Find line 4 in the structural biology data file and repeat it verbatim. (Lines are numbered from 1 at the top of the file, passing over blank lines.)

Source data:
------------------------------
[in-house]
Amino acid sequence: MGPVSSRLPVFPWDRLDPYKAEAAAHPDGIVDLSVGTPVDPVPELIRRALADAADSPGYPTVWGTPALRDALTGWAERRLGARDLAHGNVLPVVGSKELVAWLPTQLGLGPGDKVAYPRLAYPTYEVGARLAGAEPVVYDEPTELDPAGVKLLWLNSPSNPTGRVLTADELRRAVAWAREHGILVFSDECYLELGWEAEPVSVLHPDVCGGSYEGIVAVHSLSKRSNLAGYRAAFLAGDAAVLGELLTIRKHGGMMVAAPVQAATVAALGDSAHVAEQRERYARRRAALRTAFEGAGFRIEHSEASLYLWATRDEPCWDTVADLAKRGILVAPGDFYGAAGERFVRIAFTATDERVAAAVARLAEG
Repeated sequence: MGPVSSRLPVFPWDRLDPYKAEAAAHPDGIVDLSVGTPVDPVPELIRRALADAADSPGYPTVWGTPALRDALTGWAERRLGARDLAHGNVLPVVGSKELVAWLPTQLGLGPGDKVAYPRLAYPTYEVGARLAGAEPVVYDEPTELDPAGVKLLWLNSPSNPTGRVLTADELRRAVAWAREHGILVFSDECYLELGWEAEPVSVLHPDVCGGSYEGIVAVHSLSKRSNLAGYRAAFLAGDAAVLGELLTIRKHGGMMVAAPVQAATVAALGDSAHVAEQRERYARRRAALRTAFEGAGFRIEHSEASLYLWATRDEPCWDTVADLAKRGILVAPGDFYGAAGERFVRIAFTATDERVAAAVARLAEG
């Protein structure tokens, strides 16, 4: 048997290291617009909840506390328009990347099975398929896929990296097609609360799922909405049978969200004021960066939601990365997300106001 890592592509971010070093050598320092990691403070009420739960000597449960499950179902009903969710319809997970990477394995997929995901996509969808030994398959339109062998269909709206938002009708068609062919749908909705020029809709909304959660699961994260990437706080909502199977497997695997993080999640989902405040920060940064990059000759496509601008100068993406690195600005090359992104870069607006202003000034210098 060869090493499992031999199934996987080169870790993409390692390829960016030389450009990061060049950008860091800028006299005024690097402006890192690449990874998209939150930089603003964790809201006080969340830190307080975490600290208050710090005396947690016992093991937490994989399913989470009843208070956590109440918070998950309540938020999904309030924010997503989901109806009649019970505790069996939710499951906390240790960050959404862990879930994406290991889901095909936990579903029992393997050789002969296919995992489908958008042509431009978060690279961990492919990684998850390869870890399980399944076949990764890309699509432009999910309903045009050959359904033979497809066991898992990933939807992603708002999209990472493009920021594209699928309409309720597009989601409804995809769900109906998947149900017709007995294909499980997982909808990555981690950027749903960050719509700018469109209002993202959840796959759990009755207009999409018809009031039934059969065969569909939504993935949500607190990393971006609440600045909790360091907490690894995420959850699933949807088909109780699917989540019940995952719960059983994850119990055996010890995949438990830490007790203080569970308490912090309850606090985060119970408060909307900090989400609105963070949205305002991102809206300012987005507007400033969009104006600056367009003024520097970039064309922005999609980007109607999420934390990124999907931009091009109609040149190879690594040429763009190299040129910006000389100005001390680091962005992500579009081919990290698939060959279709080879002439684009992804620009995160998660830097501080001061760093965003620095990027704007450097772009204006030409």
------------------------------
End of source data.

């Protein structure tokens, strides 16, 4: 048997290291617009909840506390328009990347099975398929896929990296097609609360799922909405049978969200004021960066939601990365997300106001 890592592509971010070093050598320092990691403070009420739960000597449960499950179902009903969710319809997970990477394995997929995901996509969808030994398959339109062998269909709206938002009708068609062919749908909705020029809709909304959660699961994260990437706080909502199977497997695997993080999640989902405040920060940064990059000759496509601008100068993406690195600005090359992104870069607006202003000034210098 060869090493499992031999199934996987080169870790993409390692390829960016030389450009990061060049950008860091800028006299005024690097402006890192690449990874998209939150930089603003964790809201006080969340830190307080975490600290208050710090005396947690016992093991937490994989399913989470009843208070956590109440918070998950309540938020999904309030924010997503989901109806009649019970505790069996939710499951906390240790960050959404862990879930994406290991889901095909936990579903029992393997050789002969296919995992489908958008042509431009978060690279961990492919990684998850390869870890399980399944076949990764890309699509432009999910309903045009050959359904033979497809066991898992990933939807992603708002999209990472493009920021594209699928309409309720597009989601409804995809769900109906998947149900017709007995294909499980997982909808990555981690950027749903960050719509700018469109209002993202959840796959759990009755207009999409018809009031039934059969065969569909939504993935949500607190990393971006609440600045909790360091907490690894995420959850699933949807088909109780699917989540019940995952719960059983994850119990055996010890995949438990830490007790203080569970308490912090309850606090985060119970408060909307900090989400609105963070949205305002991102809206300012987005507007400033969009104006600056367009003024520097970039064309922005999609980007109607999420934390990124999907931009091009109609040149190879690594040429763009190299040129910006000389100005001390680091962005992500579009081919990290698939060959279709080879002439684009992804620009995160998660830097501080001061760093965003620095990027704007450097772009204006030409």